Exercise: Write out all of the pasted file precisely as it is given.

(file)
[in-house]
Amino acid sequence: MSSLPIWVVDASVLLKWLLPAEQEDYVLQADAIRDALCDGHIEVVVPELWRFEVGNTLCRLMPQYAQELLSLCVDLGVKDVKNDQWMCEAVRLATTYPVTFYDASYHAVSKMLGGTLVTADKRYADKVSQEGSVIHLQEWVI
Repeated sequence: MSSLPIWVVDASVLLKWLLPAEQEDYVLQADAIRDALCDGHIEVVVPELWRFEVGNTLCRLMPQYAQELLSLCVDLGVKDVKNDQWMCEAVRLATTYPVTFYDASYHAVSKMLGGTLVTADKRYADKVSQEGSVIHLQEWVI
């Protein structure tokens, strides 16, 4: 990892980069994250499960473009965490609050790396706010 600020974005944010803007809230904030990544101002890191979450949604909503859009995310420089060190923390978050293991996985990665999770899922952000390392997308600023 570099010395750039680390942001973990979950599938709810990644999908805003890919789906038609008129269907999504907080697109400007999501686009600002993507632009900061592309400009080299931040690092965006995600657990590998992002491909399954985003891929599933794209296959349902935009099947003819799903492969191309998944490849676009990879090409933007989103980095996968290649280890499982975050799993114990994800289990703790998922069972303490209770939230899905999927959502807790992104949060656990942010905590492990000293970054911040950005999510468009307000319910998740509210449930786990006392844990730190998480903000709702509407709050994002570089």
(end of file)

[in-house]
Amino acid sequence: MSSLPIWVVDASVLLKWLLPAEQEDYVLQADAIRDALCDGHIEVVVPELWRFEVGNTLCRLMPQYAQELLSLCVDLGVKDVKNDQWMCEAVRLATTYPVTFYDASYHAVSKMLGGTLVTADKRYADKVSQEGSVIHLQEWVI
Repeated sequence: MSSLPIWVVDASVLLKWLLPAEQEDYVLQADAIRDALCDGHIEVVVPELWRFEVGNTLCRLMPQYAQELLSLCVDLGVKDVKNDQWMCEAVRLATTYPVTFYDASYHAVSKMLGGTLVTADKRYADKVSQEGSVIHLQEWVI
């Protein structure tokens, strides 16, 4: 990892980069994250499960473009965490609050790396706010 600020974005944010803007809230904030990544101002890191979450949604909503859009995310420089060190923390978050293991996985990665999770899922952000390392997308600023 570099010395750039680390942001973990979950599938709810990644999908805003890919789906038609008129269907999504907080697109400007999501686009600002993507632009900061592309400009080299931040690092965006995600657990590998992002491909399954985003891929599933794209296959349902935009099947003819799903492969191309998944490849676009990879090409933007989103980095996968290649280890499982975050799993114990994800289990703790998922069972303490209770939230899905999927959502807790992104949060656990942010905590492990000293970054911040950005999510468009307000319910998740509210449930786990006392844990730190998480903000709702509407709050994002570089």